UPDATE, 12/10/13: Space News is reporting the failure was caused by an unspecified malfunction in the rocket’s third stage. The vehicle’s builder, the Shanghai Academy of Spaceflight Technology, is investigating.
The failure of a Long March 4B rocket has destroyed the China-Brazil Earth Resources Satellite (CBERS-3).
“There was a malfunction of a launch vehicle during flight and hence satellite positioned in orbit has not been provided. Preliminary evaluations suggest that the CBERS-3 has returned to the planet,” according to a statement posted on the Brazilian Ministry of Science, Technology and Innovation (MCTI) website.
“The data obtained show that the subsystems of CBERS-3 functioned normally during the attempted placing in orbit.
“To ensure compliance with the objectives of CBERS, Brazil and China agreed to immediately start program technical discussions aimed at anticipating the assembly and launch of CBERS-4.
“To that end, we convened an extraordinary meeting of the Joint Coordination Committee of the CBERS program (JPC, in English), for this Tuesday, December 10th, in China, in which representatives of all parties involved in the project. Among them, the Minister of Science, Technology and Innovation (MCTI), President of the Brazilian Space Agency (AEB), the director of the National Institute for Space Research (INPE), and Chinese responsible for the development of the Chinese side of the satellite, the launcher and the launch operations. At this meeting, will discuss the causes of the launch failure and the next steps of the program.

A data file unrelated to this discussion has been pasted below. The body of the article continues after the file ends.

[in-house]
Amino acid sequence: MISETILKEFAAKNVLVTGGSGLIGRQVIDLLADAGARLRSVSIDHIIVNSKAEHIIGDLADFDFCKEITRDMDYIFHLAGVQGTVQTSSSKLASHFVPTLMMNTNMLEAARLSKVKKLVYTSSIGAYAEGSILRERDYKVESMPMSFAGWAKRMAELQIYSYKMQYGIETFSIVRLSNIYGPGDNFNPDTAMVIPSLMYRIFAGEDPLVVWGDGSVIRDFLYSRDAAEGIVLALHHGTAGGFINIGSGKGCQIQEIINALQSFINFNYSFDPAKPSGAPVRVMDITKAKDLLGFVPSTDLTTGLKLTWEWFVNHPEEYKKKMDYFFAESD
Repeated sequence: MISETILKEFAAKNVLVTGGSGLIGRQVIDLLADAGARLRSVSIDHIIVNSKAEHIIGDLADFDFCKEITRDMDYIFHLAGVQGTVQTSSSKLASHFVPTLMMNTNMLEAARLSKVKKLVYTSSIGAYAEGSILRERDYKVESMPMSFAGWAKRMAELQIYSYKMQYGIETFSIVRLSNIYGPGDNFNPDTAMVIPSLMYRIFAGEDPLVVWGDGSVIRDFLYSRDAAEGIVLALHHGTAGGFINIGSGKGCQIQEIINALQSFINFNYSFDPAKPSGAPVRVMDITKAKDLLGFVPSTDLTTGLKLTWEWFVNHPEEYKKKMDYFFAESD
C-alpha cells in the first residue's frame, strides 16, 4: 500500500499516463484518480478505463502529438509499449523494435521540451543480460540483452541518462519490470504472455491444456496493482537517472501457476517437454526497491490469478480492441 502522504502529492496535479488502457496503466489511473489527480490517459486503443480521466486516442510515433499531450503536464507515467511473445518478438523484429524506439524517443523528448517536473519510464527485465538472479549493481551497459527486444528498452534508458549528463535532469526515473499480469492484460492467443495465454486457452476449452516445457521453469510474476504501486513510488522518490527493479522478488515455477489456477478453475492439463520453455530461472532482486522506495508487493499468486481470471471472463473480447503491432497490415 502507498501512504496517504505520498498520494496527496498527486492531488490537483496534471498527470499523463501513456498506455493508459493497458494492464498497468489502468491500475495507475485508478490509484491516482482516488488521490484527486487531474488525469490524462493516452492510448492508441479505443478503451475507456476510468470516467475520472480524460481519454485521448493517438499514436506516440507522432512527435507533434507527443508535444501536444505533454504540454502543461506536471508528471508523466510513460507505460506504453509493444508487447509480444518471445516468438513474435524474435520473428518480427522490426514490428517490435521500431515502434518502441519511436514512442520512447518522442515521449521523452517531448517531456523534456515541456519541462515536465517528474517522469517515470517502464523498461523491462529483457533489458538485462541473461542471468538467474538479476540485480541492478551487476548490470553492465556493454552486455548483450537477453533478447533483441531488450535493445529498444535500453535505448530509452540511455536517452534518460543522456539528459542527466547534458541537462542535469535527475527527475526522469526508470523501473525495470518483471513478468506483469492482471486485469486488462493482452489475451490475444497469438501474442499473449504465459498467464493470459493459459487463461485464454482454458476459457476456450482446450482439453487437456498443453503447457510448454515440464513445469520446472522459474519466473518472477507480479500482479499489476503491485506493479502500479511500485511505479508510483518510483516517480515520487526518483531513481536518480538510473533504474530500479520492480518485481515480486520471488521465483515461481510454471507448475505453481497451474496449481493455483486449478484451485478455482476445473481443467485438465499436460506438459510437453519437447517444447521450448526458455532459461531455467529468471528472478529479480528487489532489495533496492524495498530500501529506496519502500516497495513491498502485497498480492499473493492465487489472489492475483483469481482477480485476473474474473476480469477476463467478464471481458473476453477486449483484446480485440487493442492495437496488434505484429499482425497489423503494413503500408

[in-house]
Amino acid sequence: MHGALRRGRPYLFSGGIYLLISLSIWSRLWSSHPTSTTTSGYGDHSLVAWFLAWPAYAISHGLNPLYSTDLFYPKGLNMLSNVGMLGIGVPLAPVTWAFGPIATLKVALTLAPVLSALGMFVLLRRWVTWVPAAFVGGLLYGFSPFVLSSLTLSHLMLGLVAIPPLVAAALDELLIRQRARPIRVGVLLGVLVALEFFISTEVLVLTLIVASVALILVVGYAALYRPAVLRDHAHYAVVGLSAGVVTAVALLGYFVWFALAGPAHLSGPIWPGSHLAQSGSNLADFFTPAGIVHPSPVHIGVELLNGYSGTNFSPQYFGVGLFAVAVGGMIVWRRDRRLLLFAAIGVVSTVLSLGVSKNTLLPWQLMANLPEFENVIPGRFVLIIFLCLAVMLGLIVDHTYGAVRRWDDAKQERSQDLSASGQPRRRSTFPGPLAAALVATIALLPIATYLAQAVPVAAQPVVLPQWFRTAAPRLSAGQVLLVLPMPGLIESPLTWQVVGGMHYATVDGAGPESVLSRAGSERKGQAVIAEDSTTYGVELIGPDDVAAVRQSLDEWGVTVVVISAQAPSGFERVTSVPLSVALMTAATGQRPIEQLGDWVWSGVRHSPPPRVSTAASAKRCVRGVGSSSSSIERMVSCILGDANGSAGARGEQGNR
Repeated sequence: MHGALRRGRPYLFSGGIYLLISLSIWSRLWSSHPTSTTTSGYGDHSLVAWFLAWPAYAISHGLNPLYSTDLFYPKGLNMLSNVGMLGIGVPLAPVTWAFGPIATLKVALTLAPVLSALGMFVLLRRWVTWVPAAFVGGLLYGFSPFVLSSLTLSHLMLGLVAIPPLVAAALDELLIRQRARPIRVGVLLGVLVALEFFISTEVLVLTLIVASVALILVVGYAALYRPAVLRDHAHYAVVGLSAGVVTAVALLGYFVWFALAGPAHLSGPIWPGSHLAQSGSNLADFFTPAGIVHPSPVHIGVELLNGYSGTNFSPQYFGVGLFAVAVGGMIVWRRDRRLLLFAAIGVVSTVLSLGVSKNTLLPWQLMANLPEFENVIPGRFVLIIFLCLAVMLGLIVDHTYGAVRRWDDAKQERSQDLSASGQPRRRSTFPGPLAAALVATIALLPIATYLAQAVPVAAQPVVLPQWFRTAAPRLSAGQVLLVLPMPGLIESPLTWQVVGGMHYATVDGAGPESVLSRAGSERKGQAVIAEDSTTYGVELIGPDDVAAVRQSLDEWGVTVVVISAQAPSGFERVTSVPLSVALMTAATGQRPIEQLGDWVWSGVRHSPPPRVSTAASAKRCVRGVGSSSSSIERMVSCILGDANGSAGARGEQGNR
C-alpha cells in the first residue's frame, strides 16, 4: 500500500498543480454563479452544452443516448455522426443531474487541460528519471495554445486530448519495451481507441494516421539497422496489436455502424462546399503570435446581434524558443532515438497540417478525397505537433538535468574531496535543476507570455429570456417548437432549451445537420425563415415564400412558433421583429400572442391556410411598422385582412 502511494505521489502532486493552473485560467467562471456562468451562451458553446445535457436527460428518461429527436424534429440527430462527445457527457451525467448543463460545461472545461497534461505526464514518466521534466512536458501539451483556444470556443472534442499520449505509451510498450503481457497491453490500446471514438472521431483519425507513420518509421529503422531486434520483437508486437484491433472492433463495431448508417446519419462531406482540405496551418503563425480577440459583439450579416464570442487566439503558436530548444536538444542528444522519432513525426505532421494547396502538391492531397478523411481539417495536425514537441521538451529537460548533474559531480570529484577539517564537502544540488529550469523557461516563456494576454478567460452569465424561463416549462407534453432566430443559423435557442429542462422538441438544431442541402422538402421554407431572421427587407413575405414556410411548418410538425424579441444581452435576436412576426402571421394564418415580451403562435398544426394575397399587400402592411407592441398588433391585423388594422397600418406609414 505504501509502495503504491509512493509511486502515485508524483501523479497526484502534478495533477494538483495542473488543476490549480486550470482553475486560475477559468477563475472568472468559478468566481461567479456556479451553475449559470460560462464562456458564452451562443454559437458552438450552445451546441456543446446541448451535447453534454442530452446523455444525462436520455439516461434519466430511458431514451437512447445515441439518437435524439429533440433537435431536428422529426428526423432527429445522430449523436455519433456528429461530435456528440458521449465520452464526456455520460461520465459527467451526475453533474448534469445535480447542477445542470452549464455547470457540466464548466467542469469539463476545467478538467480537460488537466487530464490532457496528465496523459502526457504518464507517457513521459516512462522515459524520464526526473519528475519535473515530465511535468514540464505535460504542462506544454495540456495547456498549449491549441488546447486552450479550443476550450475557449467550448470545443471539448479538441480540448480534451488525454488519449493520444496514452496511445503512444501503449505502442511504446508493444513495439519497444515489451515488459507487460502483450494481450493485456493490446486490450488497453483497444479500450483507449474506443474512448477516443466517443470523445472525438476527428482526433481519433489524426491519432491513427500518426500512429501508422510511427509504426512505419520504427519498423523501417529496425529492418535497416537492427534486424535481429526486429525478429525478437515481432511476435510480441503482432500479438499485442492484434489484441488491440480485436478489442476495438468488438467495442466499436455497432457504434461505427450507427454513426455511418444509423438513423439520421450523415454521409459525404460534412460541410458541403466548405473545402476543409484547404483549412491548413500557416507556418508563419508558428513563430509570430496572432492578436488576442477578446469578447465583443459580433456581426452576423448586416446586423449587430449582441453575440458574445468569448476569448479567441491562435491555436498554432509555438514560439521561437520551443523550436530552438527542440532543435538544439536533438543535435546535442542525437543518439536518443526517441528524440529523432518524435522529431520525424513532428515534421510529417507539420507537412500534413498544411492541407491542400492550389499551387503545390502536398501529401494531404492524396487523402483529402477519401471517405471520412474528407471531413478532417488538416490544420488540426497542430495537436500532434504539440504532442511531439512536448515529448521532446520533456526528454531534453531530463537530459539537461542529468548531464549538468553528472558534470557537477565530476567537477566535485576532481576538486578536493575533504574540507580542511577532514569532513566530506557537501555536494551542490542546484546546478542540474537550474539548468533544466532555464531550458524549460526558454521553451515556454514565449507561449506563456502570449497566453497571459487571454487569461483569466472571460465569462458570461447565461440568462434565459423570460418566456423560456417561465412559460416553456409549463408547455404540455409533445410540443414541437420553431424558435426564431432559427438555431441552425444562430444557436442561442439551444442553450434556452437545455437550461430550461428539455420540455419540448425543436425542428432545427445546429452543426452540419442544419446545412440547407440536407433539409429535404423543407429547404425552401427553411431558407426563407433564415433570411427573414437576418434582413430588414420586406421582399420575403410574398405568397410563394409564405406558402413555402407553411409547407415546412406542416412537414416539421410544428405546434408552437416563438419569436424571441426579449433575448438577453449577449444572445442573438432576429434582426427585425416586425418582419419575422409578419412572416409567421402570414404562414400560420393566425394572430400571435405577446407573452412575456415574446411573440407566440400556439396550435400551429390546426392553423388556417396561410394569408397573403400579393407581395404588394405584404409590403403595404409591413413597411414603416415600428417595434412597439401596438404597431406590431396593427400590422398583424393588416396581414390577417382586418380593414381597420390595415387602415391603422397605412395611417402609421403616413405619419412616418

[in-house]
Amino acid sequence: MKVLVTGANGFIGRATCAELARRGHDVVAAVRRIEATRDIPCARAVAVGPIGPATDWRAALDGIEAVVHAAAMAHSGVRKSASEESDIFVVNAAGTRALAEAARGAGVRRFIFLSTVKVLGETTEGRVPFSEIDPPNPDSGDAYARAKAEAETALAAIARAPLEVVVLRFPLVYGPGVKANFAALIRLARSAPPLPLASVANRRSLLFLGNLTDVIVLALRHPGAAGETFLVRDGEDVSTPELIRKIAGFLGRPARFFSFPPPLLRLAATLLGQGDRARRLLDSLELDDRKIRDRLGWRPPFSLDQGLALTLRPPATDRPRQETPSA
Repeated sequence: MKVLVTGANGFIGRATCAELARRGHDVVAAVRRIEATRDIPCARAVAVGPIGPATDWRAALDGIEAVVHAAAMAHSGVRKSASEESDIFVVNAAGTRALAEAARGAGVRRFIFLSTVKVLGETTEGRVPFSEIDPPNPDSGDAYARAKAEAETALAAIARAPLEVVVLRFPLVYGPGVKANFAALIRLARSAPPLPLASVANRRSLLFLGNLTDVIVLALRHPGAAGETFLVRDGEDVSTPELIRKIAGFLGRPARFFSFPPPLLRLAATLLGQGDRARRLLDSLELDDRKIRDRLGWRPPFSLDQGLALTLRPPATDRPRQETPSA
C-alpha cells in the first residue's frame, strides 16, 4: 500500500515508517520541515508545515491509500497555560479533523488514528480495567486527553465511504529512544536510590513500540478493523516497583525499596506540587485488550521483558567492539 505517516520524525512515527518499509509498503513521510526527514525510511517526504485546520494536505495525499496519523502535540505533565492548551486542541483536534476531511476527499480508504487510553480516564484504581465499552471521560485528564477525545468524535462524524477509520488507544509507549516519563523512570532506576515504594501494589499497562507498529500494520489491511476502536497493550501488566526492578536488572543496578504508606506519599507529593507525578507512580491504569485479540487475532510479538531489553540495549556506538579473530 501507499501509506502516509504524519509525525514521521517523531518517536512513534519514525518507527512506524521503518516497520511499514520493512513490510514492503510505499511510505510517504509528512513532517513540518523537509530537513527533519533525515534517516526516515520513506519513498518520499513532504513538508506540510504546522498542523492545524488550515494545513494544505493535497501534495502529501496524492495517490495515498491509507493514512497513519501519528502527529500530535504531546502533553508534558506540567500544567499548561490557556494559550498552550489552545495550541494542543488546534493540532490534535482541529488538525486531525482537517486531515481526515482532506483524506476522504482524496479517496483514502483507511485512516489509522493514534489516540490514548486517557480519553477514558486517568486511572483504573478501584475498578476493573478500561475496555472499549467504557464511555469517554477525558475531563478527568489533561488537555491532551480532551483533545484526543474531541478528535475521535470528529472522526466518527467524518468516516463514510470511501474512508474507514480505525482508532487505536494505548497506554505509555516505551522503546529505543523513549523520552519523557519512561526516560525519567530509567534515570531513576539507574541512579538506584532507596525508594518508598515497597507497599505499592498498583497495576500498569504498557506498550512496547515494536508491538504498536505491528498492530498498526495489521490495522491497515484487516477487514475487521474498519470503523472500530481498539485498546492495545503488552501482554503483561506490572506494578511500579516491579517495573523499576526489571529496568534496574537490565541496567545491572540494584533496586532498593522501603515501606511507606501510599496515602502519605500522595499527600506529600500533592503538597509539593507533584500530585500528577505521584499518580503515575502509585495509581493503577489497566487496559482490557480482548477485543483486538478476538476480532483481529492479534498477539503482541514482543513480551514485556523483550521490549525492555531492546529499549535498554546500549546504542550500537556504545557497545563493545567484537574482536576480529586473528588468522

“The Satellite China-Brazil Earth Resources Satellite program (CBERS, its acronym in English) generates images of surface of Brazil for various applications, such as agricultural zoning, natural disaster monitoring and monitoring of vegetation changes, with wide application in the region Amazon.
“CBERS-3 would be the fourth satellite of the program to go into orbit. The previous three satellites operated properly and fulfill their missions.
“Brazil and China have achieved fruitful results in the past 25 years of cooperation in the space, and are confident in continuing this success.”
It was a rare failure of the reliable Long March launch vehicle family. This was the 75th orbital launch of the year and the third failure. A Sea Launch Zenit booster crashed into the ocean in February, and a Russian Proton nose dived into the ground after liftoff from Baikonur in July.
Eight more launches are scheduled worldwide this month, including a Long March 4B and Long March 3B. Those two missions are likely to be postponed to next year while the investigation is conducted.